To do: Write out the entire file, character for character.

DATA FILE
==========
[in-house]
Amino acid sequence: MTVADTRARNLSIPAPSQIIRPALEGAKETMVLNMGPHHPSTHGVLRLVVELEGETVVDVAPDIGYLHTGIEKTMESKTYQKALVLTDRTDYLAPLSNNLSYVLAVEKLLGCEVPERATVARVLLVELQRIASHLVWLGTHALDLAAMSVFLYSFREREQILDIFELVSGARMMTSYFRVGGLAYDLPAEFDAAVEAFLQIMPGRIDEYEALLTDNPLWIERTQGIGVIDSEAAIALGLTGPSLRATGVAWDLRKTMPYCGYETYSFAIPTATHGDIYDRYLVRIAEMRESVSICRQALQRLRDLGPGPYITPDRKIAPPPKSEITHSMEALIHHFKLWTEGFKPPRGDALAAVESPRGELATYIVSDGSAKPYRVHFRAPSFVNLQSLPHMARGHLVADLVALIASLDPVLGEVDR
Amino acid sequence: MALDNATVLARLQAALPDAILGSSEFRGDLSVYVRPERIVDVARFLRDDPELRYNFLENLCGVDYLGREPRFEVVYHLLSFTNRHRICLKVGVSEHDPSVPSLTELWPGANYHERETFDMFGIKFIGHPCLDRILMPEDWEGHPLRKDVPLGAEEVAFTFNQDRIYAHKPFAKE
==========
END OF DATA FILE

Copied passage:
[in-house]
Amino acid sequence: MTVADTRARNLSIPAPSQIIRPALEGAKETMVLNMGPHHPSTHGVLRLVVELEGETVVDVAPDIGYLHTGIEKTMESKTYQKALVLTDRTDYLAPLSNNLSYVLAVEKLLGCEVPERATVARVLLVELQRIASHLVWLGTHALDLAAMSVFLYSFREREQILDIFELVSGARMMTSYFRVGGLAYDLPAEFDAAVEAFLQIMPGRIDEYEALLTDNPLWIERTQGIGVIDSEAAIALGLTGPSLRATGVAWDLRKTMPYCGYETYSFAIPTATHGDIYDRYLVRIAEMRESVSICRQALQRLRDLGPGPYITPDRKIAPPPKSEITHSMEALIHHFKLWTEGFKPPRGDALAAVESPRGELATYIVSDGSAKPYRVHFRAPSFVNLQSLPHMARGHLVADLVALIASLDPVLGEVDR
Amino acid sequence: MALDNATVLARLQAALPDAILGSSEFRGDLSVYVRPERIVDVARFLRDDPELRYNFLENLCGVDYLGREPRFEVVYHLLSFTNRHRICLKVGVSEHDPSVPSLTELWPGANYHERETFDMFGIKFIGHPCLDRILMPEDWEGHPLRKDVPLGAEEVAFTFNQDRIYAHKPFAKE